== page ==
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High dose and intense implantation of the multiply charged Al plus n, Ti plus n and C plus n into alfa-iron

: Pogrebnjak, A.D.; Bakharev, O.G.; Martynenko, V.A.; Rudenko, V.A.; Brusa, R.; Zecca, A.; Ryssel, H.; Tikhomirov, I.A.; Ryabchikov, A.I.; Öchsner, R.


Nuclear instruments and methods in physics research, Section A. Accelerators, spectrometers, detectors and associated equipment 94 (1994), S.81-90
ISSN: 0167-5087
ISSN: 0168-9002
Fraunhofer IIS B ( IISB) ()
aluminium; carbon; concentration profile; friction; ion implantation; iron; micro hardness; Mössbauer spectroscopy defect; multiply changed ion; titanium; wear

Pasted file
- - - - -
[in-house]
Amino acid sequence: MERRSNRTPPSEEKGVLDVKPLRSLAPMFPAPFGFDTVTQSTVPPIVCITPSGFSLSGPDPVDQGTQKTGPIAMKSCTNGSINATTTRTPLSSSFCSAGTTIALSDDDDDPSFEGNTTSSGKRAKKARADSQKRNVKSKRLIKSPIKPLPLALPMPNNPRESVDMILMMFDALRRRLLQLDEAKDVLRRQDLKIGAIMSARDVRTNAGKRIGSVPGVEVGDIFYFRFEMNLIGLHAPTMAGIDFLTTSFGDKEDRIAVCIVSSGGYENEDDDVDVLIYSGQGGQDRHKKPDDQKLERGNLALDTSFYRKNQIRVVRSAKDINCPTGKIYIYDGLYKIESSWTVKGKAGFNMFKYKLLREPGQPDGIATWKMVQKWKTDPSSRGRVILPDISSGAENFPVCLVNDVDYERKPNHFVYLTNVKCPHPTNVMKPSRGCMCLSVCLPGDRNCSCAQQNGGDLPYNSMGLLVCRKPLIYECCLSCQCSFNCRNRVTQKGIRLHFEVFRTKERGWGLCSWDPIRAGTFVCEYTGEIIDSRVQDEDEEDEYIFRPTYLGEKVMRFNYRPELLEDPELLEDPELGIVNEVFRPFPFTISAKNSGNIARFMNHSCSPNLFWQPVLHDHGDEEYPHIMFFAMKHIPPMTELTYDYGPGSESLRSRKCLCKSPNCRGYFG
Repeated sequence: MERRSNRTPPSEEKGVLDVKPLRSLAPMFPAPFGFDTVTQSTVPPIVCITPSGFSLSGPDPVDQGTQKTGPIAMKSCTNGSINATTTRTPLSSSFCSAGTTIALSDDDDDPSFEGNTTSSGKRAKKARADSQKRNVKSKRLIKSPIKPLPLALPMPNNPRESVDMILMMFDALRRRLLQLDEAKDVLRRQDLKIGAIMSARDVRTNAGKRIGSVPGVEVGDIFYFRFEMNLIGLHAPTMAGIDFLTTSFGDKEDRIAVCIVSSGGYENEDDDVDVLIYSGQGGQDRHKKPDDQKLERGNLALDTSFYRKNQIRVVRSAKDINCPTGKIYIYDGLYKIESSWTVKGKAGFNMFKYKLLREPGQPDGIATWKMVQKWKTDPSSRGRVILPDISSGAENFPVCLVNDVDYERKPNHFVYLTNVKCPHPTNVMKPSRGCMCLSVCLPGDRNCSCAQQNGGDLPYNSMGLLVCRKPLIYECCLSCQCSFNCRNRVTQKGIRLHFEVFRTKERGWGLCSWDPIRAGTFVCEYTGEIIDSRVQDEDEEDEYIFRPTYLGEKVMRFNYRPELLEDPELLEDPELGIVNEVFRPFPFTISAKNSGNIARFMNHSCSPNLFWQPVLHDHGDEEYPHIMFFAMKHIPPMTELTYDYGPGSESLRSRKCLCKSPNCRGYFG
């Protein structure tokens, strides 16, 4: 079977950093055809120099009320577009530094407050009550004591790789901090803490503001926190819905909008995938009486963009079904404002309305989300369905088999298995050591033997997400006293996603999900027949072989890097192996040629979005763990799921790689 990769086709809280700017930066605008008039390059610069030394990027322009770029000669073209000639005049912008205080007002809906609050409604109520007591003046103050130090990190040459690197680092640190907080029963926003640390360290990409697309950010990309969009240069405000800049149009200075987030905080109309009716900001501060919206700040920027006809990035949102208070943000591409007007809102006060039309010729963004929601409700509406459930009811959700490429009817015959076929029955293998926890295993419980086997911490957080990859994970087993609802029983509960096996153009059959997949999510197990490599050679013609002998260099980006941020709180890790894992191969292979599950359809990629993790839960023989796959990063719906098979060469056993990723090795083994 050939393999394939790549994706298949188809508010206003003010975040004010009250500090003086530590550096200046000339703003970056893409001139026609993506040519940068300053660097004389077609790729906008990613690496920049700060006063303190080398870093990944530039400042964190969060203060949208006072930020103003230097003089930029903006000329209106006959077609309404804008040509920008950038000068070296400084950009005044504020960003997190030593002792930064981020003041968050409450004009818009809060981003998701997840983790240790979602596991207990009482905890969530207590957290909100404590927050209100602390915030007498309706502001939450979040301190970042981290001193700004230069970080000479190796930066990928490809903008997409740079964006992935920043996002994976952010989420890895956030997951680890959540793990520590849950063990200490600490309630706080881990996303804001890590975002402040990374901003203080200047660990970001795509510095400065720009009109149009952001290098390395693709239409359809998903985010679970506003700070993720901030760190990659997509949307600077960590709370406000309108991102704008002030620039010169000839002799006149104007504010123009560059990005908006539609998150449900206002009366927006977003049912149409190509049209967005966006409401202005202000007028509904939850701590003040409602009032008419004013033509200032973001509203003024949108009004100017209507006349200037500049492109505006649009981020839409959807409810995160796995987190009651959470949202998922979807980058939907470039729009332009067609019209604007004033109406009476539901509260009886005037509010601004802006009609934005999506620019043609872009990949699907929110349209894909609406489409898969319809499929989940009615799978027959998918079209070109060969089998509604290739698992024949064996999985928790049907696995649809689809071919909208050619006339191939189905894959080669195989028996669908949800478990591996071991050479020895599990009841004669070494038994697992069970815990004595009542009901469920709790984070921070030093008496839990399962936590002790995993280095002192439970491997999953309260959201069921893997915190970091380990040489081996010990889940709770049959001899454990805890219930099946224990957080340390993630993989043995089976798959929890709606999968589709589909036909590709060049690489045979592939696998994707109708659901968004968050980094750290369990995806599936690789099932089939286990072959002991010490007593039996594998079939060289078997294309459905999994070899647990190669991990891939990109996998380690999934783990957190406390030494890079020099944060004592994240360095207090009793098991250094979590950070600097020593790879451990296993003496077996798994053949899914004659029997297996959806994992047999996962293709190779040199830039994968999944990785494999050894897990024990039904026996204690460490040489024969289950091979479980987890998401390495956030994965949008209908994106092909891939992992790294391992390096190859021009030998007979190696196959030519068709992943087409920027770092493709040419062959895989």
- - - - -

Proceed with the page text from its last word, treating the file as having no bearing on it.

The "long range effect", i.e. the formation of a layer with an elevated concentration of defects of non-crystalline structure at depths significantly exceeding the ion ranges (by more than 1-3 orders of magnitude) has not been found in the case of high dose (up to 8 x 10 high17 ions/qcm) intensive implantation of alpha-Fe with titanium, aluminium and carbon ions. Titanium implantation of alpha-Fe is characterized by the formation of a defect layer including: vacancy clusters, complexes: vacancy plus impurity atoms localized in the region to 50 nm from the surface and secondary defects: loops and dislocations, which could be found at a depth of to 250-400 nm from the surface (depending on the irradiation dose). The maximum depth of Ti ion range in alpha-Fe for high irradiation dose of 5 x 10 high17 ions/qcm is 92 nm, which is commensurable with a layer of increased defect concentration (300 to 350 nm) in the order of magnitude. Increasing the irradiation dose to 5 x 10 high17 ions/qcm ( Ti irradiation of alpha-Fe) results in the intensification of titanium carbide formation process (TiC) caused carbon doped from the residual atmosphere of the accelerator chamber. Formation of small dispersion carbides results in deceleration of dislocations, a dense network of which appears in the near surface layer due to high local strains in microasperities and, likely to draw impurities into material bulk. This seems to result in decreased material ablation in friction tests. The formation of small dispersion titanium carbides (and, likely, thin film of oxicarbides at the surface) results in decreased friction coefficient after high dose implantation of alpha-Fe with titanium ions in comparison with the initial alpha-Fe. The doping of Al ions into alpha-Fe results in the formation of an ordered magnetic phase Fe sub3 Al with further ordering. The increased implantation dose of Al into alpha-Fe to 5 x 10 high17 ions/qcm results in a decreased degree of ordering and possibly, parti a l amorphization. In this case, we observed wear reduction was a factor of 2 after two hours. The maximum depth of the layer with increased concentration of defects with crystalline structure in aluminium implanted alpha-Fe does not exceed 300 nm for a maximum depth of Al ion range in alpha-Fe (200 nm) even with the dose of 5 x 10 high17 ions/qcm. Doping of carbon ions in iron results in enhanced carbon concentration in solid solution, and in the case of the implementation dose 2 x 10 high17 ions/qcm, it results in E-carbide formation (Fe sub2 C), which then partially transforms into cementite (Fe sub3 C) due to substrate heating caused by irradiation. Increased implantation dose in the case of carbon irradiation of alpha-Fe results in a significant microhardness increase of irradiation samples, but does not result in remarkable wear decrease in dry friction tests. The maximum depth of the defect containing layer in the case of carbon high dose implantation (to 5 x 10 high17 ions/qcm) o f alpha-Fe does not exceed 300 nm when the depth of singly charged carbon ions is a maximum (200 nm).